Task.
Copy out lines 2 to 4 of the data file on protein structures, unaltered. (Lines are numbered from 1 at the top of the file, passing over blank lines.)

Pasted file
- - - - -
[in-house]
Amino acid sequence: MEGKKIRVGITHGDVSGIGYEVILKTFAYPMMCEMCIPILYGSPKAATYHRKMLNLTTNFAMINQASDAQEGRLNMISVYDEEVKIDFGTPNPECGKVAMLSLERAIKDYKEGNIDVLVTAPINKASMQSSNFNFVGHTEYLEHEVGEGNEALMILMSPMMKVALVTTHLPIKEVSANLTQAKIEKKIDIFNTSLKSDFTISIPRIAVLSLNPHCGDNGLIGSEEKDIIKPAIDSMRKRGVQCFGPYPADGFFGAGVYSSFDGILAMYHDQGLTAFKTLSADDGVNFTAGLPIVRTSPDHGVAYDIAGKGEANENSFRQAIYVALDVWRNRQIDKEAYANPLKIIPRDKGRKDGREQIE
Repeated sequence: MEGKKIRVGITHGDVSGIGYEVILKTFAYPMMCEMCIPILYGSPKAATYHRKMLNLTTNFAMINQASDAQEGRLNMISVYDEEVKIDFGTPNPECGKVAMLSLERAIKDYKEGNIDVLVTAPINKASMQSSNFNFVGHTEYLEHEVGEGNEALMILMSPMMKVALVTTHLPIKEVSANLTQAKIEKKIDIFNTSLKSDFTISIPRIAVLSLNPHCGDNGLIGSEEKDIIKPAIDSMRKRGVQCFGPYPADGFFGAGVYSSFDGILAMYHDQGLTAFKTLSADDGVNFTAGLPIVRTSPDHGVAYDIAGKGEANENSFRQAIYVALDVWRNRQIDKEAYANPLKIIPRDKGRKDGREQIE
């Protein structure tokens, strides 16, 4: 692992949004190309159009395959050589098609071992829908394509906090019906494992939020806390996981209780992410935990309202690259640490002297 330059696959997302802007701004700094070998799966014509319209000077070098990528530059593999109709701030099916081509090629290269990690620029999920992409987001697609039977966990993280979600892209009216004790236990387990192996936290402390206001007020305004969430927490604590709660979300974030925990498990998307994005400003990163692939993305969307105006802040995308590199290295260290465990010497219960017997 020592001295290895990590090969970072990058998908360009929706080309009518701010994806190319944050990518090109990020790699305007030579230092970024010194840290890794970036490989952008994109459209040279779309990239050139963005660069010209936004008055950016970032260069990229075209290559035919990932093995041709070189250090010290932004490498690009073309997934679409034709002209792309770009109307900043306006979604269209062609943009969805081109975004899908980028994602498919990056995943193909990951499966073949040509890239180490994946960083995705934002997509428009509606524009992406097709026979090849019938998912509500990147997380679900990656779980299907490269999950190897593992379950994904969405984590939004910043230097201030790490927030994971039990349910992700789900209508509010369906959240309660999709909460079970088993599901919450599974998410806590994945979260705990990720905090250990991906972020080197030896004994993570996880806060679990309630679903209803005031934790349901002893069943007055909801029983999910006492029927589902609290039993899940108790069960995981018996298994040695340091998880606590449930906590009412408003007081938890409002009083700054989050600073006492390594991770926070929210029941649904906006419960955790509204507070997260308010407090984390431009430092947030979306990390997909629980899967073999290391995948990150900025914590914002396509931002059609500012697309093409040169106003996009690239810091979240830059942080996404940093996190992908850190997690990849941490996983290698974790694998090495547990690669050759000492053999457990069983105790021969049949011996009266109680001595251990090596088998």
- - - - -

Amino acid sequence: MEGKKIRVGITHGDVSGIGYEVILKTFAYPMMCEMCIPILYGSPKAATYHRKMLNLTTNFAMINQASDAQEGRLNMISVYDEEVKIDFGTPNPECGKVAMLSLERAIKDYKEGNIDVLVTAPINKASMQSSNFNFVGHTEYLEHEVGEGNEALMILMSPMMKVALVTTHLPIKEVSANLTQAKIEKKIDIFNTSLKSDFTISIPRIAVLSLNPHCGDNGLIGSEEKDIIKPAIDSMRKRGVQCFGPYPADGFFGAGVYSSFDGILAMYHDQGLTAFKTLSADDGVNFTAGLPIVRTSPDHGVAYDIAGKGEANENSFRQAIYVALDVWRNRQIDKEAYANPLKIIPRDKGRKDGREQIE
Repeated sequence: MEGKKIRVGITHGDVSGIGYEVILKTFAYPMMCEMCIPILYGSPKAATYHRKMLNLTTNFAMINQASDAQEGRLNMISVYDEEVKIDFGTPNPECGKVAMLSLERAIKDYKEGNIDVLVTAPINKASMQSSNFNFVGHTEYLEHEVGEGNEALMILMSPMMKVALVTTHLPIKEVSANLTQAKIEKKIDIFNTSLKSDFTISIPRIAVLSLNPHCGDNGLIGSEEKDIIKPAIDSMRKRGVQCFGPYPADGFFGAGVYSSFDGILAMYHDQGLTAFKTLSADDGVNFTAGLPIVRTSPDHGVAYDIAGKGEANENSFRQAIYVALDVWRNRQIDKEAYANPLKIIPRDKGRKDGREQIE
């Protein structure tokens, strides 16, 4: 692992949004190309159009395959050589098609071992829908394509906090019906494992939020806390996981209780992410935990309202690259640490002297 330059696959997302802007701004700094070998799966014509319209000077070098990528530059593999109709701030099916081509090629290269990690620029999920992409987001697609039977966990993280979600892209009216004790236990387990192996936290402390206001007020305004969430927490604590709660979300974030925990498990998307994005400003990163692939993305969307105006802040995308590199290295260290465990010497219960017997 020592001295290895990590090969970072990058998908360009929706080309009518701010994806190319944050990518090109990020790699305007030579230092970024010194840290890794970036490989952008994109459209040279779309990239050139963005660069010209936004008055950016970032260069990229075209290559035919990932093995041709070189250090010290932004490498690009073309997934679409034709002209792309770009109307900043306006979604269209062609943009969805081109975004899908980028994602498919990056995943193909990951499966073949040509890239180490994946960083995705934002997509428009509606524009992406097709026979090849019938998912509500990147997380679900990656779980299907490269999950190897593992379950994904969405984590939004910043230097201030790490927030994971039990349910992700789900209508509010369906959240309660999709909460079970088993599901919450599974998410806590994945979260705990990720905090250990991906972020080197030896004994993570996880806060679990309630679903209803005031934790349901002893069943007055909801029983999910006492029927589902609290039993899940108790069960995981018996298994040695340091998880606590449930906590009412408003007081938890409002009083700054989050600073006492390594991770926070929210029941649904906006419960955790509204507070997260308010407090984390431009430092947030979306990390997909629980899967073999290391995948990150900025914590914002396509931002059609500012697309093409040169106003996009690239810091979240830059942080996404940093996190992908850190997690990849941490996983290698974790694998090495547990690669050759000492053999457990069983105790021969049949011996009266109680001595251990090596088998």